The Wrong Goodbye

By Joe Sexton and Nate Schweber: For More Info, Go Here…

Hospital staff began a conversation with the family about ending life support. “Topics covered,” read a July 23 note in the medical file. “Prognosis. End of life wishes. Emotional stress. Spiritual support.”

The next day, the records say, Williams was moved to a hospice within the facility. The 18-bed unit is run by St. Barnabas in partnership with Hospice of New York. Williams had no formal health care proxy, no designated person to make decisions about his care. He was assigned a bed in a private room.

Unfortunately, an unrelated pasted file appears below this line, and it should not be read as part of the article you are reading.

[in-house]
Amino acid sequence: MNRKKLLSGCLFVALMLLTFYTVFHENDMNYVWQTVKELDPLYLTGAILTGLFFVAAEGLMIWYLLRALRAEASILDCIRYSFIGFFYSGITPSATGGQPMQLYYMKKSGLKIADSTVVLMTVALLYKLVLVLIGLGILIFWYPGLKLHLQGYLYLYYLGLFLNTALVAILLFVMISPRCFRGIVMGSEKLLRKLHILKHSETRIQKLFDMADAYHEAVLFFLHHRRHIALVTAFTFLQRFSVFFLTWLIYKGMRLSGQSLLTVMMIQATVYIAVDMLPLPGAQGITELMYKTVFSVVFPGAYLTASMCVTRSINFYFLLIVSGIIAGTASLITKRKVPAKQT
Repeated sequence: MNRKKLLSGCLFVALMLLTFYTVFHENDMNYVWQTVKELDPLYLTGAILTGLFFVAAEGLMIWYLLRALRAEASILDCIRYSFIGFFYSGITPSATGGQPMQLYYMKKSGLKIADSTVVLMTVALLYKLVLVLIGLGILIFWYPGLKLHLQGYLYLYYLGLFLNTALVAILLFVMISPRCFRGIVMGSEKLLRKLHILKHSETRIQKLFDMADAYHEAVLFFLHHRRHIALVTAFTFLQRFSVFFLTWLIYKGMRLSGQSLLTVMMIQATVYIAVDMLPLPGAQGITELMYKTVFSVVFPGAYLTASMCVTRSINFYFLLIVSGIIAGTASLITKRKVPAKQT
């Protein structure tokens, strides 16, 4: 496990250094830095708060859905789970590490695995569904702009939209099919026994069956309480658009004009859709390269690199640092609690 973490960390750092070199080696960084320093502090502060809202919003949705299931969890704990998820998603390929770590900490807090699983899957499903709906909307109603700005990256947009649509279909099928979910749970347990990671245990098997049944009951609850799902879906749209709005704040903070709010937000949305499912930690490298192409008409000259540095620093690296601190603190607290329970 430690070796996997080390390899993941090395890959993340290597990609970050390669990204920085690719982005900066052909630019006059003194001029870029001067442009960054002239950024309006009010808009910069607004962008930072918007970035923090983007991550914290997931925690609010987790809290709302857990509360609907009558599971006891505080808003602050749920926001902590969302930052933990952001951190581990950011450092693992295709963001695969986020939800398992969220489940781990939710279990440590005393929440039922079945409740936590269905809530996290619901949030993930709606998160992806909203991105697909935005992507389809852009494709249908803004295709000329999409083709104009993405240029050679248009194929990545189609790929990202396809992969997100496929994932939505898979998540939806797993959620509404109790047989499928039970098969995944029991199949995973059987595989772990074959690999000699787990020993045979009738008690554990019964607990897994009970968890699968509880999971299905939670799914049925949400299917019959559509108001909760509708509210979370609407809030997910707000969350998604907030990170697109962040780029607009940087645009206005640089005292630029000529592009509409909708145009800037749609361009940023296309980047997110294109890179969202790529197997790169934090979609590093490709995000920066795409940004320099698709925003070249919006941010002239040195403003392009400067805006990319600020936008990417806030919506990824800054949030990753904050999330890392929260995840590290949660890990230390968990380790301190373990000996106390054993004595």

The family soon came to an agreement, and July 29 was set as the date for the removal of the respirator, a procedure known as extubation.

Ralph was there shortly after noon on July 29. Two of Frederick’s sisters were there too. It took only about five minutes without the respirator for the man to die, Ralph said.

“We were crying,” Ralph remembered. “We prayed and everything. After they pulled the breathing apparatus and all that out, he tried to stay for a little while, but he was gone. That was it.”

Except it wasn’t. The patient they’d just had taken off life support was not Frederick Williams.

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